The Crown and Poldark could be scythed from European TV screens as EU targets ‘post-Brexit imperialism’
Britain has hit back at an EU plan to slash the “disproportionate” number of British TV and films shown in Europe.
The European Commission has been asked to carry out an impact study on the risk of British cultural imperialism, in possible first step towards tough rules banning UK shows from screens.
British dominance on TV and streaming services, thanks to hit shows such as The Crown and Downton Abbey, was described as a threat to Europe’s “cultural diversity” in a leaked EU document.
The commission impact study could be a first step towards regulations to cut down the number of UK shows, which could have ramifications on fundraising for future British blockbusters.
A Whitehall source accused Brussels of "cutting off their nose to spite their face" to punish the UK for having the temerity to quit the bloc.
Such was EU anger at Brexit, the source said, Brussels was willing to deprive Europeans of feel good romantic comedies such as Bridget Jones’ Diary or brooding, sensual and sumptuous period dramas like Poldark.
"The reason people watch and like our content is because it's enjoyable and good to watch," the Whitehall source said. "They aren't acting in their audiences' best interests.”
EU member states have long had quotas for European TV programmes and films to protect from competition from popular English language American shows.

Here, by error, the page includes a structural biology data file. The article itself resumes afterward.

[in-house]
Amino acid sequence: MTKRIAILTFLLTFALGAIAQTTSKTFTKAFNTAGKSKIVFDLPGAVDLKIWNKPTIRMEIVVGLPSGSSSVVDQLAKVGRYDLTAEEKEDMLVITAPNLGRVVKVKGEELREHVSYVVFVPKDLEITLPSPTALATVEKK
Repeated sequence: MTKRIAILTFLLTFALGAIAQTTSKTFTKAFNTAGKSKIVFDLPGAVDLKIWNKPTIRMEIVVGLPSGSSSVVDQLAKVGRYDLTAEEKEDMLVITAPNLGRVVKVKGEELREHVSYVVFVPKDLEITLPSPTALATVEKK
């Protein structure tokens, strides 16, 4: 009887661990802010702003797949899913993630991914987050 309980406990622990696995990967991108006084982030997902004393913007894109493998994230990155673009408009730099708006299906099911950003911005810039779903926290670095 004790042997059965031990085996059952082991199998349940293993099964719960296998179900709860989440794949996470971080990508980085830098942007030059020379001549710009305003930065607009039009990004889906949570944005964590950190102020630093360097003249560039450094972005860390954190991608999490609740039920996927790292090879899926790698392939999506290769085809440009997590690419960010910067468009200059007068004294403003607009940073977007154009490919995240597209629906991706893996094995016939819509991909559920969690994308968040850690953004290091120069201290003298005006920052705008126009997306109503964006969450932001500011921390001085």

Under Brussels’ audiovisual media services directive, 30 per cent of programmes on services like Netflix and Amazon Prime and most terrestrial programming must be “European works”.
France, which struggles with status anxiety due to English’s status as the Continent’s lingua franca, goes further and sets a 60 per cent quota on streaming services.
Last year, 22 per cent of films and TV series shown on streaming platforms in Europe were from the EU-27. The European Audiovisual Observatory said 8 per cent came from the UK and 2 per cent from other European countries.
A senior government source told the Telegraph that any EU move to disqualify British programmes as “European works” could be met with legal action.
The UK remains a member of the Council of Europe, which is not an EU body, and the European convention on Transfrontier Television of the Council of Europe.
The EU regulation refers to that convention, which means UK lawyers could argue that British works still qualify as “European” despite Brexit.
“In our view the UK continues to qualify because we are signatories of the Council of Europe and the convention on trans-frontier television,” the government source said. There are 20 other non-EU members of the Council of Europe, which was founded in 1949 and includes countries such as Russia and Turkey.
The shot across Britain’s bows will only exacerbate tensions in the UK-EU relationship, which are already strained by the threat of a trade war over sausages and Northern Ireland.
There have also been rows over fishing rights, which saw the Royal and French navy dispatched to Jersey and vaccine supplies since the UK left the transition period on December 31.